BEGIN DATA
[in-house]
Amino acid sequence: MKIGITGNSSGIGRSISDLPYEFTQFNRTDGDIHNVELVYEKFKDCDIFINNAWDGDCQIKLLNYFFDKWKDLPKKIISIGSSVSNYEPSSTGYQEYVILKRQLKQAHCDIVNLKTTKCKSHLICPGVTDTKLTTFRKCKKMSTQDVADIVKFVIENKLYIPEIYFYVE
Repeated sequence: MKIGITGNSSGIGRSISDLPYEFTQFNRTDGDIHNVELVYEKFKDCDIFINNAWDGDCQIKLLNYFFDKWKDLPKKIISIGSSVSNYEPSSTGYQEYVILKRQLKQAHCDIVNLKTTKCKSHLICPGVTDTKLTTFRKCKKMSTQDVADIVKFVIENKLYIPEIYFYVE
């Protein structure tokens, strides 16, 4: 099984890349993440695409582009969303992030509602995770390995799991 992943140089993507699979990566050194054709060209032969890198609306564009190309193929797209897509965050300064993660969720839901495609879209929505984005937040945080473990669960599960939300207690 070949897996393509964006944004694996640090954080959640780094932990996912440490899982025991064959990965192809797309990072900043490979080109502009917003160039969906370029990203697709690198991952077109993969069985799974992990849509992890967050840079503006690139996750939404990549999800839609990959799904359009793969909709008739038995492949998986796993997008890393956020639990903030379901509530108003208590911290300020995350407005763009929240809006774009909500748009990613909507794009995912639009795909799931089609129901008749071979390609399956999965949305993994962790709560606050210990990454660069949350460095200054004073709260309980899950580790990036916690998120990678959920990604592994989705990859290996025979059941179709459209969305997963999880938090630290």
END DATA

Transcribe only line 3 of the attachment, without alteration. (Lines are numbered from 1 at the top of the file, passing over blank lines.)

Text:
Repeated sequence: MKIGITGNSSGIGRSISDLPYEFTQFNRTDGDIHNVELVYEKFKDCDIFINNAWDGDCQIKLLNYFFDKWKDLPKKIISIGSSVSNYEPSSTGYQEYVILKRQLKQAHCDIVNLKTTKCKSHLICPGVTDTKLTTFRKCKKMSTQDVADIVKFVIENKLYIPEIYFYVE